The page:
Whether you warmed to the fourth episode of Ashes To Ashes’ final series or not, there’s surely one moment that we’re all agreed on: the Blue Peter garden moment, for viewers of a certain age, was absolute comedy gold.
It got us thinking too. In the course of discussing some of the darker themes that have come up through the series, it’s often been lost that, when it comes to humour, Ashes To Ashes has regularly provided an abundance of laugh-out-loud scenes. The aforementioned moment in this episode was up there with the best of them (Uptown Girl too, of course).
That said, for our money, this fourth episode was on the whole more in keeping with the quality of last week’s episode more than the barnstorming opening two instalments. That’s to say it was a good to very good episode, but not quite Ashes To Ashes firing on all cylinders. It’s also, incidentally, the one that marks the half way point of the show’s final series.
This week’s crime story kicked off with Gene Hunt discovering that there’s someone running an undercover operation in his back yard, and you’re hardly likely to be surprised to hear that he’s not best pleased with the news. The undercover officer in question is Louise Gardner, and she’s attached herself to an old nemesis of Gene Hunt’s, Terry Stafford, a man who’s a piece of work and not a nice one. His son, Daniel, doesn’t seem a great deal pleasanter either, to be fair, and when you throw in DCI Wilson too, there’s a mix of faces who may or may not be knee-deep in no-good activities.
The crime that links everything together is a series of drug dealers who have been subtlety bumped off, and Hunt and Drake both contact Gardiner while she’s supposed to be on the case. Cue the arrival of her in CID covered in blood, refusing to talk to anyone but Gene and Alex.
Soon, though, it’s Chris that’s warming to Gardner, and once again, we begin to see one or two cracks in his character. Chris from the off was the more likeable of the CID team, but last series there was, of course, the major revelation about what he’d been up to, and here he’s eventually exerting a Gene Hunt-style, career-threatening act of retribution on Daniel Stafford. It takes a while for potential charges against him to be dropped (and it certainly earns some currency for Jim Keats in the process), but there’s surely got to be some ongoing repercussion here. Not least within Chris himself, who’s left to confront the feelings he was having for Gardner come the final scenes.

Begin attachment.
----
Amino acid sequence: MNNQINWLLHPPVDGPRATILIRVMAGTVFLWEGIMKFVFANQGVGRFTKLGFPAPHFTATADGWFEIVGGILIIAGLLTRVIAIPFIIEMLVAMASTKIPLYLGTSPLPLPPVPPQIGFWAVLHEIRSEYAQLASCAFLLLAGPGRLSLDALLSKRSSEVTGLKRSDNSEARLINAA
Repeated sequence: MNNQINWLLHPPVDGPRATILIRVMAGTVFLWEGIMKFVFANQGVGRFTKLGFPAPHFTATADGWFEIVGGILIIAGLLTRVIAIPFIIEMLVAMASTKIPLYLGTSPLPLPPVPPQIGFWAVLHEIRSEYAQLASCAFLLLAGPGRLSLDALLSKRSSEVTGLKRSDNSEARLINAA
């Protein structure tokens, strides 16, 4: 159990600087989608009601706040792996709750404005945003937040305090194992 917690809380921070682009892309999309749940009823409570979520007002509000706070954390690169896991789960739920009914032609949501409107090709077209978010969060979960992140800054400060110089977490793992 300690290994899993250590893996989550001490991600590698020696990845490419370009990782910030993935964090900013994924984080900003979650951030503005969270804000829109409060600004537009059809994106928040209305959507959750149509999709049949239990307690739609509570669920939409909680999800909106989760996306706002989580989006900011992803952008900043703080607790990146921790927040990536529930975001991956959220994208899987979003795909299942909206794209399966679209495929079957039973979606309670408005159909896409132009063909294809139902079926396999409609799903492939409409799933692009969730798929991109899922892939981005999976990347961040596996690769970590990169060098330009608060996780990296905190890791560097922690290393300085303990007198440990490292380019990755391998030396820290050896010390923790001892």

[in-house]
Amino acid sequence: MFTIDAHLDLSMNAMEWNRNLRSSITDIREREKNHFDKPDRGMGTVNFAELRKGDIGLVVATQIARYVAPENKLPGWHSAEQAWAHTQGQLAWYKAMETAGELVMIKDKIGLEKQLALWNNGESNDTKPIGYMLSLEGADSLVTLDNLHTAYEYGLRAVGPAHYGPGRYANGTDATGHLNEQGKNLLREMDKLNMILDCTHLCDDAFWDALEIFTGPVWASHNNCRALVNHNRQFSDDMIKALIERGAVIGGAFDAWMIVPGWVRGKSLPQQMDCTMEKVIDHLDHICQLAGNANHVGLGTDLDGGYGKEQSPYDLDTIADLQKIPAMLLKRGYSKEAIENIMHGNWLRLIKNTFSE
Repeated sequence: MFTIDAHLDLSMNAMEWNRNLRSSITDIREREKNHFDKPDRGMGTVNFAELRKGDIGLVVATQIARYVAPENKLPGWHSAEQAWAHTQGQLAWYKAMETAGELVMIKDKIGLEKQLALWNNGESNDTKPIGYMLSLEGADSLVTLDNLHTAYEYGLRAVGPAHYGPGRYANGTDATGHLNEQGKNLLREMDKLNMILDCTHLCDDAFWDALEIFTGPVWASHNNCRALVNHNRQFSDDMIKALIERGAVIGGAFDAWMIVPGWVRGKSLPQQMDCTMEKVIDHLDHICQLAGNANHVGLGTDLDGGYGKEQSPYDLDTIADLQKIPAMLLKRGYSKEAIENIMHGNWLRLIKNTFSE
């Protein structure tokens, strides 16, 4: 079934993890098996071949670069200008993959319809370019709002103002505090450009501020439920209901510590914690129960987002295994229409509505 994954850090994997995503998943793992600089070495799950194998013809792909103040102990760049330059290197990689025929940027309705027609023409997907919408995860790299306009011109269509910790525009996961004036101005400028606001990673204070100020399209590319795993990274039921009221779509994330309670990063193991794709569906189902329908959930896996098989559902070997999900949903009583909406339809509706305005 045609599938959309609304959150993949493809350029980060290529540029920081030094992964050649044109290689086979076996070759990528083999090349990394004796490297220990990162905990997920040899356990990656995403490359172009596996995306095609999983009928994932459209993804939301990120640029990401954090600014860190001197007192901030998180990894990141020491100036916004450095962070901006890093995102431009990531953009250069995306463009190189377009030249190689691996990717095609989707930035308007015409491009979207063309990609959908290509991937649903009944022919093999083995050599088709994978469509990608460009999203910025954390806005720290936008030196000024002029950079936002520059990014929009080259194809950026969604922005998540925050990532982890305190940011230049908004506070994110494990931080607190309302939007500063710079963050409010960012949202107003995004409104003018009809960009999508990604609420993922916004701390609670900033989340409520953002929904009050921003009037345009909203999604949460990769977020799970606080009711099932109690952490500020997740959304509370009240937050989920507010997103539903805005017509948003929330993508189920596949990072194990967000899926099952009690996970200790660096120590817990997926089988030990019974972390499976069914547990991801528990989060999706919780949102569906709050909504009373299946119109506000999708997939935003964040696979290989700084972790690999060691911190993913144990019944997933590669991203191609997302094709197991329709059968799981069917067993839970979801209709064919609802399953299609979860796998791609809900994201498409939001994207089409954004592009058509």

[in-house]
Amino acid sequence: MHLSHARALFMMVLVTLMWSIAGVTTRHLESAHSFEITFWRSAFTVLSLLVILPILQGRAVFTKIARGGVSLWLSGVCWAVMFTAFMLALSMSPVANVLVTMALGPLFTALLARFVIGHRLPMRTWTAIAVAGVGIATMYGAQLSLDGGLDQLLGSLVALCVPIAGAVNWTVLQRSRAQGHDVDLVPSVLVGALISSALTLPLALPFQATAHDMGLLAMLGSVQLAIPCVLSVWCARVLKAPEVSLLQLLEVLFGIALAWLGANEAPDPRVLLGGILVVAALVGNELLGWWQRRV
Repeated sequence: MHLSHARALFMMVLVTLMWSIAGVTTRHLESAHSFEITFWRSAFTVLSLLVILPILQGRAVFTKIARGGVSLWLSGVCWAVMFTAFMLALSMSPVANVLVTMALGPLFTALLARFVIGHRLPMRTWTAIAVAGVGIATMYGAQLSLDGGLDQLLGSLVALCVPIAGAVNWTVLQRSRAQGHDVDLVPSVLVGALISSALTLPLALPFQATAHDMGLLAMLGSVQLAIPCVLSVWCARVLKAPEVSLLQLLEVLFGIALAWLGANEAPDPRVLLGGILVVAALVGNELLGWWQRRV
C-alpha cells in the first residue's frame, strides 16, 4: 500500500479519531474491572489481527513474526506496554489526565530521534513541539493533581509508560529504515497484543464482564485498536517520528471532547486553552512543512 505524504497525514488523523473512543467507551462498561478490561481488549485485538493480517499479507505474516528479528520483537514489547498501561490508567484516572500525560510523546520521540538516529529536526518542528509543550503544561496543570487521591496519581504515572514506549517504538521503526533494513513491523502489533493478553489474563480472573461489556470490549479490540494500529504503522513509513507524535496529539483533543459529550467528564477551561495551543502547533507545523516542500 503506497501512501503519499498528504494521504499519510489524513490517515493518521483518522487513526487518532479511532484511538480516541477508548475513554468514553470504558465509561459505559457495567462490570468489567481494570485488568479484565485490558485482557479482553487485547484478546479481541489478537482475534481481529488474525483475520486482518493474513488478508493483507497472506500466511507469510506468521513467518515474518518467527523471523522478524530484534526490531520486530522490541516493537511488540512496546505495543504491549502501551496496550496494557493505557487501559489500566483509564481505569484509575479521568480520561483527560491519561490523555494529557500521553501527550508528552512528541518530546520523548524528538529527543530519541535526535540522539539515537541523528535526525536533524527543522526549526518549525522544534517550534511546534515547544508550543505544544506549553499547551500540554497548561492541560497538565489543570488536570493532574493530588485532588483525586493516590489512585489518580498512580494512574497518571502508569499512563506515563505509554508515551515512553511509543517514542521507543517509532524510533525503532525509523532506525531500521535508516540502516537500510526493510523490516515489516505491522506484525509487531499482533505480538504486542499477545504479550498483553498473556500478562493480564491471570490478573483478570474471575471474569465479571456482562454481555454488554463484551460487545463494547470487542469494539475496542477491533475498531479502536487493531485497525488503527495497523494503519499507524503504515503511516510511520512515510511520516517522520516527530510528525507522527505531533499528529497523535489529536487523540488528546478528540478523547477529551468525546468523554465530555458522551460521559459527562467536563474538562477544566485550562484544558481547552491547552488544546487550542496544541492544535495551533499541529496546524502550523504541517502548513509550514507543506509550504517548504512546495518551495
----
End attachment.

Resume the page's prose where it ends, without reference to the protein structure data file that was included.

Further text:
Eventually, of course, everything is wrapped up when the gaps become apparent in Gardner’s stories – as discovered by Shaz – which then unlocks the holes in the case and eventually lead to Gardner dying in the arms of Keats. How affected is Keats, though? He looks up at the people around him, but hardly seems broken by the fact that a fellow officer has just died in his arms? Heck, who is this man?
As always, the most interesting elements of the episode were those that contributed to the bigger ongoing story, although they did take more of a back seat this week. At first we had a homeless man shouting at Drake that she belonged here, while sitting under those magic numbers again, 6620. Then there’s Drake asking Shaz about seeing stars, and a quite creepy moment when Alex is seen in a coffin (although that latter moment was related to the point in the episode where she was attacked). It’s a few more clues that are being tossed in our direction, but it’s not too easy to make sense of them at this point in time.
Still, there are things to take away here. Is there a closer bond forming between Keats and Drake, for instance? Keats has taken a slightly lower key role in the last couple of episodes, yet his influence seems to be growing. There’s the small yet potentially significant moment where Chris calls him the “guv”, for instance.
And then there’s the way the episode ended, of course, with Gene Hunt getting himself crossed off Keats’ Christmas card list once and for all. His idea of thanking Keats in the midst of Luigi’s is hardly what you’d call conventional, and in the immediate aftermath of that, we get to see the police officer with half a face standing in the doorway.
So let’s finish with some speculation: are things more and more pointing to the idea that said police officer is Gene Hunt, or is he a character that somehow links Keats and Hunt together? Why do we never get to see the numbers on his shoulder? Could he, in fact, be Sam Tyler, whose name wasn’t mentioned this week at all?
It’s strange to think that in four weeks time, all the mysteries (well, at least the lion’s share) will be resolved. And that process should move forward next week as Ashes moves into the second half of the series, and starts the descent towards that intriguing-looking final episode.
We’re really going to miss this show when it’s gone…
Read our review of episode 3 here.